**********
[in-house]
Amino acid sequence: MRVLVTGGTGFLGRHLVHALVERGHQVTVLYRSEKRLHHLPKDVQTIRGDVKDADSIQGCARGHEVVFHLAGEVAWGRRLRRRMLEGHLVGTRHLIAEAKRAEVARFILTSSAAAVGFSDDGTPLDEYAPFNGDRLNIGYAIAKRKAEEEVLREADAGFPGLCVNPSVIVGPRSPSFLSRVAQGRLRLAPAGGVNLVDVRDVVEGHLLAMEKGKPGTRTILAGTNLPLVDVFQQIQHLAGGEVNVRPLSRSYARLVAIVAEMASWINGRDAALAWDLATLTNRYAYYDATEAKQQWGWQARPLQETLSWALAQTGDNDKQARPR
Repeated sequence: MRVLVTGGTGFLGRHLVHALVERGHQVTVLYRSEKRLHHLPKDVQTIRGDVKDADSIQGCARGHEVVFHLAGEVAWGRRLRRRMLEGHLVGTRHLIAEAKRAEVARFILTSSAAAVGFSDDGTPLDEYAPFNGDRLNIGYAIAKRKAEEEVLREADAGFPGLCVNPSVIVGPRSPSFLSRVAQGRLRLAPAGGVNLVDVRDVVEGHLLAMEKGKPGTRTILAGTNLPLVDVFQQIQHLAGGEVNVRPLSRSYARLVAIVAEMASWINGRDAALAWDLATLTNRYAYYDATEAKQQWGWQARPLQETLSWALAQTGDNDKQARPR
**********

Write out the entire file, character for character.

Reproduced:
[in-house]
Amino acid sequence: MRVLVTGGTGFLGRHLVHALVERGHQVTVLYRSEKRLHHLPKDVQTIRGDVKDADSIQGCARGHEVVFHLAGEVAWGRRLRRRMLEGHLVGTRHLIAEAKRAEVARFILTSSAAAVGFSDDGTPLDEYAPFNGDRLNIGYAIAKRKAEEEVLREADAGFPGLCVNPSVIVGPRSPSFLSRVAQGRLRLAPAGGVNLVDVRDVVEGHLLAMEKGKPGTRTILAGTNLPLVDVFQQIQHLAGGEVNVRPLSRSYARLVAIVAEMASWINGRDAALAWDLATLTNRYAYYDATEAKQQWGWQARPLQETLSWALAQTGDNDKQARPR
Repeated sequence: MRVLVTGGTGFLGRHLVHALVERGHQVTVLYRSEKRLHHLPKDVQTIRGDVKDADSIQGCARGHEVVFHLAGEVAWGRRLRRRMLEGHLVGTRHLIAEAKRAEVARFILTSSAAAVGFSDDGTPLDEYAPFNGDRLNIGYAIAKRKAEEEVLREADAGFPGLCVNPSVIVGPRSPSFLSRVAQGRLRLAPAGGVNLVDVRDVVEGHLLAMEKGKPGTRTILAGTNLPLVDVFQQIQHLAGGEVNVRPLSRSYARLVAIVAEMASWINGRDAALAWDLATLTNRYAYYDATEAKQQWGWQARPLQETLSWALAQTGDNDKQARPR